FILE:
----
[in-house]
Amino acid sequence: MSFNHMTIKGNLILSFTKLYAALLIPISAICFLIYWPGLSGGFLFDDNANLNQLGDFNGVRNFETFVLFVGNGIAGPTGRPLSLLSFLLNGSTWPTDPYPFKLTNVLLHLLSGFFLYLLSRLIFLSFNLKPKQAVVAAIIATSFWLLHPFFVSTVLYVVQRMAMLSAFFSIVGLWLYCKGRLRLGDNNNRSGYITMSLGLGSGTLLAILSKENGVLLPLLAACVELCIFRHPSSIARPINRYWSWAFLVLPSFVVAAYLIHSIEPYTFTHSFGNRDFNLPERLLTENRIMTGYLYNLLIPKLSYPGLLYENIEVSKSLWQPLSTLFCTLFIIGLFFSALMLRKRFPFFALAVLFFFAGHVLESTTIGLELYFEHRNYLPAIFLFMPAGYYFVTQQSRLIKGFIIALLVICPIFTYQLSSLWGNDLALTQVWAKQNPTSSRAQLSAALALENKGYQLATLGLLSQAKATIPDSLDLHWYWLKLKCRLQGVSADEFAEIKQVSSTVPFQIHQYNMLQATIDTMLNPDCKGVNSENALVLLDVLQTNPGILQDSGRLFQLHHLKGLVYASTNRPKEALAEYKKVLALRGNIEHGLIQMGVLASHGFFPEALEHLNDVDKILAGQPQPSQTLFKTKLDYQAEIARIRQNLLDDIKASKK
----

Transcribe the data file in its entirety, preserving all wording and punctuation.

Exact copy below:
[in-house]
Amino acid sequence: MSFNHMTIKGNLILSFTKLYAALLIPISAICFLIYWPGLSGGFLFDDNANLNQLGDFNGVRNFETFVLFVGNGIAGPTGRPLSLLSFLLNGSTWPTDPYPFKLTNVLLHLLSGFFLYLLSRLIFLSFNLKPKQAVVAAIIATSFWLLHPFFVSTVLYVVQRMAMLSAFFSIVGLWLYCKGRLRLGDNNNRSGYITMSLGLGSGTLLAILSKENGVLLPLLAACVELCIFRHPSSIARPINRYWSWAFLVLPSFVVAAYLIHSIEPYTFTHSFGNRDFNLPERLLTENRIMTGYLYNLLIPKLSYPGLLYENIEVSKSLWQPLSTLFCTLFIIGLFFSALMLRKRFPFFALAVLFFFAGHVLESTTIGLELYFEHRNYLPAIFLFMPAGYYFVTQQSRLIKGFIIALLVICPIFTYQLSSLWGNDLALTQVWAKQNPTSSRAQLSAALALENKGYQLATLGLLSQAKATIPDSLDLHWYWLKLKCRLQGVSADEFAEIKQVSSTVPFQIHQYNMLQATIDTMLNPDCKGVNSENALVLLDVLQTNPGILQDSGRLFQLHHLKGLVYASTNRPKEALAEYKKVLALRGNIEHGLIQMGVLASHGFFPEALEHLNDVDKILAGQPQPSQTLFKTKLDYQAEIARIRQNLLDDIKASKK